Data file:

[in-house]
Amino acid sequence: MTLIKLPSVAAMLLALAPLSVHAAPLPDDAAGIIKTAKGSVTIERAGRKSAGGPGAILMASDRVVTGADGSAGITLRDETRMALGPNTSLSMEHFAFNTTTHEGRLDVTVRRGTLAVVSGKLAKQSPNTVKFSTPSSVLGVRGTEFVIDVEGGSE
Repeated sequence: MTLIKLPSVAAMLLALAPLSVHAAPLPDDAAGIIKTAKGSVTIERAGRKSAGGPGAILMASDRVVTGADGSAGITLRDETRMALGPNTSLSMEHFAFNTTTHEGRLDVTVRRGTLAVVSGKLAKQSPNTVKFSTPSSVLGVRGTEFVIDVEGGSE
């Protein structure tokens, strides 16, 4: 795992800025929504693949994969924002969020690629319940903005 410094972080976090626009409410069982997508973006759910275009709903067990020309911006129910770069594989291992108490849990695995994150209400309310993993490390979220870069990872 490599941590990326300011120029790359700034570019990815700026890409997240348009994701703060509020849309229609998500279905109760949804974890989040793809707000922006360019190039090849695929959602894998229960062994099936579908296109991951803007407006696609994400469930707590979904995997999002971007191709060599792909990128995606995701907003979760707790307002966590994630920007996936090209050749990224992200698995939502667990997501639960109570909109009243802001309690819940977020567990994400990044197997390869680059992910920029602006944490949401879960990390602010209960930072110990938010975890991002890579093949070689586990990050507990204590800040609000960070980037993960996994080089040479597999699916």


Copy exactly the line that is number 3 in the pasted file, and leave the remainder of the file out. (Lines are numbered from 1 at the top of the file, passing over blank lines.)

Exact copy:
Repeated sequence: MTLIKLPSVAAMLLALAPLSVHAAPLPDDAAGIIKTAKGSVTIERAGRKSAGGPGAILMASDRVVTGADGSAGITLRDETRMALGPNTSLSMEHFAFNTTTHEGRLDVTVRRGTLAVVSGKLAKQSPNTVKFSTPSSVLGVRGTEFVIDVEGGSE